The triple disc brakes are nicely done as well, with floating wave rotors and opposed 4-piston pots up front and a single-piston floating caliper in back. Both levers are adjustable, and while the feel at the front lever is a little soft, the bike can still be made to stop quickly.

The FZ-07’s taller handlebar and wide seat make it reasonably comfortable for long rides, and by narrowing the seat in front Yamaha was able to make the 31.7-inch-high seat seem much lower—I can flat-foot it at stops with my 29-inch inseam—yet the distance to the lowish footpegs gives the FZ-07 plenty of legroom underway. Nevertheless it takes some work in a tight corner to touch the pegs down, and the bike handles really smoothly and sticks quite well on its 120/70 and 180/55-ZR17 radials.

The FZ-07 will come in Rapid Red, Pearl White or a very nice looking Liquid Graphite with contrasting blue wheels and frame. Accessories include a rear rack, comfort seats and several soft and hard luggage options and trim pieces. I can’t wait to get one back here in California to put through its paces—the FZ-07 is one of the most fun and interesting motorcycles to come to the U.S. in a long time.

2015 Yamaha FZ-07 Specs
Website: yamaha-motor.com
Base Price: $6,990
Engine Type: Liquid-cooled, transverse parallel twin, DOHC, 4 valves per cyl.
Bore x Stroke: 80.0 x 68.6mm
Displacement: 689cc
Transmission: 6-speed, cable-actuated wet clutch
Final Drive: O-ring chain
Wheelbase: 55.1 in.
Rake/Trail: 24.8 degrees/3.54 in.
Seat Height: 31.7 in.
Claimed Wet Weight: 397 lbs.
Fuel Capacity: 3.7 gals., last 0.7 gal. warning light on
MPG: 86 octane min (high/avg/low) NA

2015 Yamaha FZ-07
The FZ-07 is just at home prowling urban streets as it is on backroads.
2015 Yamaha FZ-07
Tubular-steel backbone frame supports the engine as a stressed member.
2015 Yamaha FZ-07
“Asymmetrical” steel swingarm design stylishly provides clearance for the muffler.
2015 Yamaha FZ-07
Dual floating disc brakes up front have opposed 4-piston calipers.
2015 Yamaha FZ-07
Liquid-cooled, 689cc twin provides a very broad spread of torque.
Yamaha FZ-07
Yamaha FZ-07


  1. A modern bike without even the option of ABS strikes me as a cynical exercise. Especially since, if it’s sold in Europe, it does have ABS there.

    I would love to hear their logic and have tied to actuary tables.

    • ABS is more a marketing gimmick than anything. If you are relying on ABS to avoid an accident perhaps you should not be riding a motorcycle.

      Learn how to ride defensively and learn how to avoid an accident offensively. The key is learning how to ride a motorcycle properly.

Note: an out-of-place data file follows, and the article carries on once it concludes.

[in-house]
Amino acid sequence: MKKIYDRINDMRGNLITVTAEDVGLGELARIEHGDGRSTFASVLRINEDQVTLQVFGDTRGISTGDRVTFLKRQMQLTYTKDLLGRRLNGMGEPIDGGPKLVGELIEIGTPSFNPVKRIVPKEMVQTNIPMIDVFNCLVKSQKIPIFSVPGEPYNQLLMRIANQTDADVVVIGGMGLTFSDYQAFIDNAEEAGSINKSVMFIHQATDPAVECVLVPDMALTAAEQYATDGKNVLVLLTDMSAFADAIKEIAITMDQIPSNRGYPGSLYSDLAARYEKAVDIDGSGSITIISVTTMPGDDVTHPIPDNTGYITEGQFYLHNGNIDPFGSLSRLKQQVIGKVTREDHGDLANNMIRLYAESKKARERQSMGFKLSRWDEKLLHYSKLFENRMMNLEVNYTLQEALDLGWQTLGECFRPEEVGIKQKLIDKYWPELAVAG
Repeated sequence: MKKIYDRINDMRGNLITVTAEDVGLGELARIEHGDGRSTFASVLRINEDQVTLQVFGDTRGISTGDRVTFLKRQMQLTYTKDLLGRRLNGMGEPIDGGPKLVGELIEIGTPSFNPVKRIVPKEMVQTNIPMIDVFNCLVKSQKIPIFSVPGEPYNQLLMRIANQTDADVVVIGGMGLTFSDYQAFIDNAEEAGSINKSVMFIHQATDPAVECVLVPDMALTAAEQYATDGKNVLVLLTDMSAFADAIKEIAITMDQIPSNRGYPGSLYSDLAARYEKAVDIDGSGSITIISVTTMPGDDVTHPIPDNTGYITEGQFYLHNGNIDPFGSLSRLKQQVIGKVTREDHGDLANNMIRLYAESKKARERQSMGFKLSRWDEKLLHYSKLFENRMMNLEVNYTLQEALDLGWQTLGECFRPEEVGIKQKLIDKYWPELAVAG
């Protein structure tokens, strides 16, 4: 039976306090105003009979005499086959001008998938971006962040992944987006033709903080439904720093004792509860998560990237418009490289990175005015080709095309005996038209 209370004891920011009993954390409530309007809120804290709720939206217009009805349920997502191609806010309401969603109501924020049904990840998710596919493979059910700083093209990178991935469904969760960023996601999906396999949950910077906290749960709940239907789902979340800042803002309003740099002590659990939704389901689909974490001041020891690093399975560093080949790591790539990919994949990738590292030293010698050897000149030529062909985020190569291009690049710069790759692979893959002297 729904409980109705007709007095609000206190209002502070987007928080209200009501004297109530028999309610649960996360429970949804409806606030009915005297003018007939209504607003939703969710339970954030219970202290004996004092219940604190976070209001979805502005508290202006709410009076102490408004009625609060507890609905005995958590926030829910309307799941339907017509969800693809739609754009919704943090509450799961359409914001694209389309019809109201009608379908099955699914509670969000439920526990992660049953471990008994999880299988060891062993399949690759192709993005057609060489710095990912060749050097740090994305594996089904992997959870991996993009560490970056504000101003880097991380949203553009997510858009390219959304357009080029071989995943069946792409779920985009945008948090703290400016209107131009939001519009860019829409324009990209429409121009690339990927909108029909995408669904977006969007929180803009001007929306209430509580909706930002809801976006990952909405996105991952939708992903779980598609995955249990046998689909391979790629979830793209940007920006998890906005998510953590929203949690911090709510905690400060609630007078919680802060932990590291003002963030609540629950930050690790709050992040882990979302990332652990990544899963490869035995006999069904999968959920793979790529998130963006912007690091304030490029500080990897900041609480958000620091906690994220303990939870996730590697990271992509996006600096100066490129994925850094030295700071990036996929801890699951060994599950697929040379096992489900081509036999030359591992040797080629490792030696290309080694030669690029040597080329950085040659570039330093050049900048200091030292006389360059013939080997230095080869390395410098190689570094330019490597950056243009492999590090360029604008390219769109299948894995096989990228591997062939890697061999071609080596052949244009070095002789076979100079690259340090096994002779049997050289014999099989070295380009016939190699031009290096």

But hey, if it make you feel all safe and cozy then so be it.

      • “Learn how to ride defensively and learn how to avoid an accident offensively. The key is learning how to ride a motorcycle properly.”

        I agree with every word of that, but it doesn’t change the fact that ABS works. If it saves your life in just one panic stop it’s worth the $500.00 you paid for it. I’m not saying everyone must or should have it, but for what it costs, we should have the option.

        If the Luddites had there way, we would all still be walking everywhere we go.

        • ABS is a nice option, but I would prefer to spend less & forgo it. My 2013 Yamaha FZ1 stops quite nicely sans ABS. The more options added the higher the price tag. I prefer to see affordable scooters that newer riders can learn proper braking skills. ABS can mask a riders deficiencies in braking.

  2. So, when I’ve read this and other reviews, I have to imagine Yamaha executives wailing and gnashing their teeth about how the -07 has gotten better reviews by far than the -09. If I was in the market for a new bike, I would not even consider the FZ-09, I’d run to the -07 and enjoy.

  3. Very good write-up on the new Yamaha Fz-07!! Sounds like Yamaha did a great job. A lot of bike for the asking price,especialy one that can perform and gets good fuel mileage,

  4. I spent 4 years on a 750 twin from the age of 16 on. It was the perfect size to learn defensive riding on the streets of Detroit. I have been wondering when a 3/4 liter twin would emerge. This bike is perfect for gaining skills & power enough to prevent out growing. I would recommend this bike for any rider looking for their first bike. If this is standard Yamaha fare than this should be a rock solid reliable scooter.

  5. Well, from all that I’ve read, the FZ-07 is a great bike in many ways. It’s light weight, old fashioned throttle cable, 5+ inches of travel front & rear, great braking and ground clearance just begs me to make it the everything bike. I need to commute daily, grab ‘stuff’ from the supermarket on a whim, ride back roads with friends on the weekends, and, travel on occasional weekend getaways. Why not add: a MadStad adjustable tall windshield, Yamaha soft molded, expandable saddlebags, some sliders front rear & center and a rock guard on the bottom- just in case we run into some ‘more than dirt’ dirt roads? Sure, the FJ-09 might have that covered, but, for $11,000 before adding a thing- I think I prefer the simplicity of the Fz-07. And, the comfort, and, the seemingly lower price for accessories.

    I already own the ultimate street fighter (Triumph Street Triple R), which- in theory- I could commute on, I don’t want to add a windshield, or, saddlebags to it. I’ve already removed the passenger footrests, and, installed a cowl over the pillion seat, so, it’s the wrong bike for the job!

    I’ve read some of the forums on the FZ-07, the nakedness makes an oil change ridiculously easy, and, I suspect that all maintenance is relatively simple. Add in 25,000 valve adjustment intervals, a narrow frame, almost 60 MPG and the cornerstone of my commuter bike is in place. I think the FZ-07 will become the de facto ADV bike of the average guy- and, a surprisingly good one at that.

    Just think about it for a little while- the concept grows on you, all while providing an awesome hooligan ride that can wheelie in the first 3 gears!

    • I agree, I intend on turning this bike as my own version of an ADV moto.

      Hepco and shad make hard cases for it already. I saw a picture of an fz 09 with full side/top cases and it looks awesome.

      Now I got to decide what color to get, graphite or red? tough choice. I kinda like the color frame a la Ducati.